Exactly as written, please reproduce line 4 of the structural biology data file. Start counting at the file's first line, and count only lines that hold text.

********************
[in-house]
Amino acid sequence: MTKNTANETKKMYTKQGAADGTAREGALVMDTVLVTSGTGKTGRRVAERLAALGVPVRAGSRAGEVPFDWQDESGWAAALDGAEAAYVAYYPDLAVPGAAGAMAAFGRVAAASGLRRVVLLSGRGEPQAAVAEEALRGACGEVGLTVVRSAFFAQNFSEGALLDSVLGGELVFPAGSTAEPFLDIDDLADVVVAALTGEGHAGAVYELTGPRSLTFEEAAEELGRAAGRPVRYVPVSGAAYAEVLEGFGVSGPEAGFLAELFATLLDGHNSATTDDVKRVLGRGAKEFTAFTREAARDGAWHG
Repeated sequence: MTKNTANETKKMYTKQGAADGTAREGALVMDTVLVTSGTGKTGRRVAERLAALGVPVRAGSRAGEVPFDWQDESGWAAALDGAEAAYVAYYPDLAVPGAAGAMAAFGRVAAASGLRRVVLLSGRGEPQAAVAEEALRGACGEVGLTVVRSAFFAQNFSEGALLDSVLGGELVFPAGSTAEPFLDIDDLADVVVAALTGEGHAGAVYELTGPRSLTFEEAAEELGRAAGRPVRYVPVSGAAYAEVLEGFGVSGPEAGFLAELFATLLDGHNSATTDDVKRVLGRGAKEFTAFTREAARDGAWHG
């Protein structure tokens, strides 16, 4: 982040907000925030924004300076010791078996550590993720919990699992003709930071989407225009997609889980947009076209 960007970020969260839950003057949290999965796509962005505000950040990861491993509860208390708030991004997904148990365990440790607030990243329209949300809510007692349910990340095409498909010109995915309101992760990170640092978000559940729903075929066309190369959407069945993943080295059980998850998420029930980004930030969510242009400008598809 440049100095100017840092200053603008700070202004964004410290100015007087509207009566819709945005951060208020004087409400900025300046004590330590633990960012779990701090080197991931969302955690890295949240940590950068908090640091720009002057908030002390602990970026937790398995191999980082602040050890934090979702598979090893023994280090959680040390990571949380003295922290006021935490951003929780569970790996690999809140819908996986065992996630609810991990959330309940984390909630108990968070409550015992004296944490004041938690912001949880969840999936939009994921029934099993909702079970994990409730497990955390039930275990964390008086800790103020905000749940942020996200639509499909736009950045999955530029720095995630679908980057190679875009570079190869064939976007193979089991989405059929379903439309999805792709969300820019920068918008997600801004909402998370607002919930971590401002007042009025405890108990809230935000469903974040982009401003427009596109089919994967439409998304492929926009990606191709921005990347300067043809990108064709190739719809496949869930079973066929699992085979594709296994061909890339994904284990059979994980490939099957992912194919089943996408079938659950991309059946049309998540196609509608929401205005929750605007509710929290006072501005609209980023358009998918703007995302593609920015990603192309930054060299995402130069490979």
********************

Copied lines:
């Protein structure tokens, strides 16, 4: 982040907000925030924004300076010791078996550590993720919990699992003709930071989407225009997609889980947009076209 960007970020969260839950003057949290999965796509962005505000950040990861491993509860208390708030991004997904148990365990440790607030990243329209949300809510007692349910990340095409498909010109995915309101992760990170640092978000559940729903075929066309190369959407069945993943080295059980998850998420029930980004930030969510242009400008598809 440049100095100017840092200053603008700070202004964004410290100015007087509207009566819709945005951060208020004087409400900025300046004590330590633990960012779990701090080197991931969302955690890295949240940590950068908090640091720009002057908030002390602990970026937790398995191999980082602040050890934090979702598979090893023994280090959680040390990571949380003295922290006021935490951003929780569970790996690999809140819908996986065992996630609810991990959330309940984390909630108990968070409550015992004296944490004041938690912001949880969840999936939009994921029934099993909702079970994990409730497990955390039930275990964390008086800790103020905000749940942020996200639509499909736009950045999955530029720095995630679908980057190679875009570079190869064939976007193979089991989405059929379903439309999805792709969300820019920068918008997600801004909402998370607002919930971590401002007042009025405890108990809230935000469903974040982009401003427009596109089919994967439409998304492929926009990606191709921005990347300067043809990108064709190739719809496949869930079973066929699992085979594709296994061909890339994904284990059979994980490939099957992912194919089943996408079938659950991309059946049309998540196609509608929401205005929750605007509710929290006072501005609209980023358009998918703007995302593609920015990603192309930054060299995402130069490979």